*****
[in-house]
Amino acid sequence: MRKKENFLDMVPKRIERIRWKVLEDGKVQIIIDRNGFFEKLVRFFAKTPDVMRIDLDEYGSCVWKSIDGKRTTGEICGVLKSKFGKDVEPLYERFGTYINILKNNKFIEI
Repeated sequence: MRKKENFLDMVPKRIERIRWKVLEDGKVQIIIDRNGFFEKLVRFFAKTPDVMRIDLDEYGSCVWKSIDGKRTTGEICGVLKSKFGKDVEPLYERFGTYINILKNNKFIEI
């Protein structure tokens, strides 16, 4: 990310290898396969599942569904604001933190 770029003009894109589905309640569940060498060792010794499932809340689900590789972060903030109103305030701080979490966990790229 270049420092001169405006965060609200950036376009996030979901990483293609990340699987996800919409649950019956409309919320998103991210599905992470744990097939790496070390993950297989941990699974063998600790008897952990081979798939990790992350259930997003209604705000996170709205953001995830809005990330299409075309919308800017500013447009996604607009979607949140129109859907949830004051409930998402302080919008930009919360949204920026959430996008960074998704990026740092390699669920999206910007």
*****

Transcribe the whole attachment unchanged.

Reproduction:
[in-house]
Amino acid sequence: MRKKENFLDMVPKRIERIRWKVLEDGKVQIIIDRNGFFEKLVRFFAKTPDVMRIDLDEYGSCVWKSIDGKRTTGEICGVLKSKFGKDVEPLYERFGTYINILKNNKFIEI
Repeated sequence: MRKKENFLDMVPKRIERIRWKVLEDGKVQIIIDRNGFFEKLVRFFAKTPDVMRIDLDEYGSCVWKSIDGKRTTGEICGVLKSKFGKDVEPLYERFGTYINILKNNKFIEI
């Protein structure tokens, strides 16, 4: 990310290898396969599942569904604001933190 770029003009894109589905309640569940060498060792010794499932809340689900590789972060903030109103305030701080979490966990790229 270049420092001169405006965060609200950036376009996030979901990483293609990340699987996800919409649950019956409309919320998103991210599905992470744990097939790496070390993950297989941990699974063998600790008897952990081979798939990790992350259930997003209604705000996170709205953001995830809005990330299409075309919308800017500013447009996604607009979607949140129109859907949830004051409930998402302080919008930009919360949204920026959430996008960074998704990026740092390699669920999206910007």